Two important caveats: The ability to access the internet is crucial for the survey respondents. And the poll has a relatively significant margin of error.
The coronavirus pandemic has forced the vast majority of schools nationwide to close for several weeks; several states and U.S. territories have closed their schools’ doors for the rest of the 2019-20 academic year. At the same time, states and districts have rushed to get remote learning sessions up and running, with varying success.
more on education and politics in this IMS blog
Ithaca live results from survey all U.S. libraries are invited to participate to:
more on online learning in this IMS blog
South Korea winning the fight against coronavirus using big-data and AI
South Korea is using the analysis, information and references provided by this integrated data — all different real-time responses and information produced by the platform are promptly conveyed to people with different AI-based applications.
Whenever someone is tested positive for COVID-19, all the people in the vicinity are provided with the infected person’s travel details, activities, and commute maps for the previous two weeks through mobile notifications sent as a push system.
more on education responding to corona virus in this IMS blog
Bryan Alexander’s analysis of the the situation with Corona Virus and Higher Ed has wide response on Twitter:
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What is better: face shield or face mask?
faculty discussion on the issue can be found here:
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Here more information:
‘Only those with plastic visors were infected’: Swiss government warns against face shields
July 15, 2020
Face Mask vs Face Shield: Which Is More Effective Against Coronavirus?
Is a Face Shield Better Protection Against the Coronavirus Than a Face Mask?
May 28, 2020
Why Aren’t Face Shields More Popular in California?
June 29, 2020
College Leaders Must Explain Why—Not Just How—to Return to Campus
So far, the why question seems harder for many institutions and their leaders to forthrightly answer, yet it is vitally important.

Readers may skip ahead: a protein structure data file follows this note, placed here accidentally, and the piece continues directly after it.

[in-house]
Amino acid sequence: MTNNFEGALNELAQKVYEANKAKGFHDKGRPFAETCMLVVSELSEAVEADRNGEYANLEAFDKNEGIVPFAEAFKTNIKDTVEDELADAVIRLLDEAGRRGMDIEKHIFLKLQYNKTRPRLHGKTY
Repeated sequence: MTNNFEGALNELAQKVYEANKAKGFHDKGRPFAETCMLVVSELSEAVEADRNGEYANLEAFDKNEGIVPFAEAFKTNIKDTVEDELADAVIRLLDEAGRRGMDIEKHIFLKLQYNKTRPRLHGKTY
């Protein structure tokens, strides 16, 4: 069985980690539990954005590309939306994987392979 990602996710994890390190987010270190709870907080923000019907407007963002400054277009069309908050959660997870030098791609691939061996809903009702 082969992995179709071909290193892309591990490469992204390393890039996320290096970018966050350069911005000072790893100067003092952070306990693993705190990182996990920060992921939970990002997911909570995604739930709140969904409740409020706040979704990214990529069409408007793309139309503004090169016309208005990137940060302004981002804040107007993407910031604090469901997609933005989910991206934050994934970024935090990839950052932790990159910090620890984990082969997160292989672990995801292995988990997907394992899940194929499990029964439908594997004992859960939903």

Presidents have also shared their views through anonymous surveys, highlighting worries about hitting enrollment targets or managing revenue losses. There is an unmistakable sense that they see their responsibility mainly in institutional terms: We must resume in-person instruction to ensure the financial viability of the college or university. Protecting institutions’ budgets is apparently also worth the risk.
Rationales like these have gaping holes. Some problems are obvious, like being silent on the health and safety of faculty, staff, students and community members who aren’t aged 18 to 25. The disregard for people working on and near campuses recalls practices at an Amazon warehouse or meat-packing plant, where the expectation is that workers must show up in the interests of the organization and consumer.
The rationales I’ve seen are problematic for other reasons, too. First, they show little concern for slowing or stopping the spread of COVID-19.
Second, they demonstrate a disregard for serving the public good. I haven’t read a single announcement or plan that anchors an institution’s decisionmaking in shared community interests. Few presidents are willing to say that what the public needs right now is to live in a society free of a deadly virus, and that it is the responsibility of higher education to contribute to that effort by keeping people off campuses that were often
Third, the rationales I’ve seen don’t seriously contend with the differential effects of the pandemic by race and income. Racism means that people of color are more exposed and less protected when it comes to the virus. When a president says returning to campus is worth the risk, who is bearing the burden of that risk-taking?
Finally, the plans I’ve seen have a strained relationship with truth and science. In many states, new virus cases and hospitalizations are rising, with clusters in nursing homes and daycare centers. Yet presidents continue to announce that it is safe for students to return to residence halls.
Katherine Newman, president of the University of Massachusetts Boston, provided an example that other presidents could follow by announcing that the institution would continue to be primarily online in the fall. Explaining this decision, she noted that that Black and Latinx “populations have borne a disproportionate burden of morbidity and mortality in the pandemic, and many students live in multi-generational minority households where exposure to the virus would be particularly problematic.”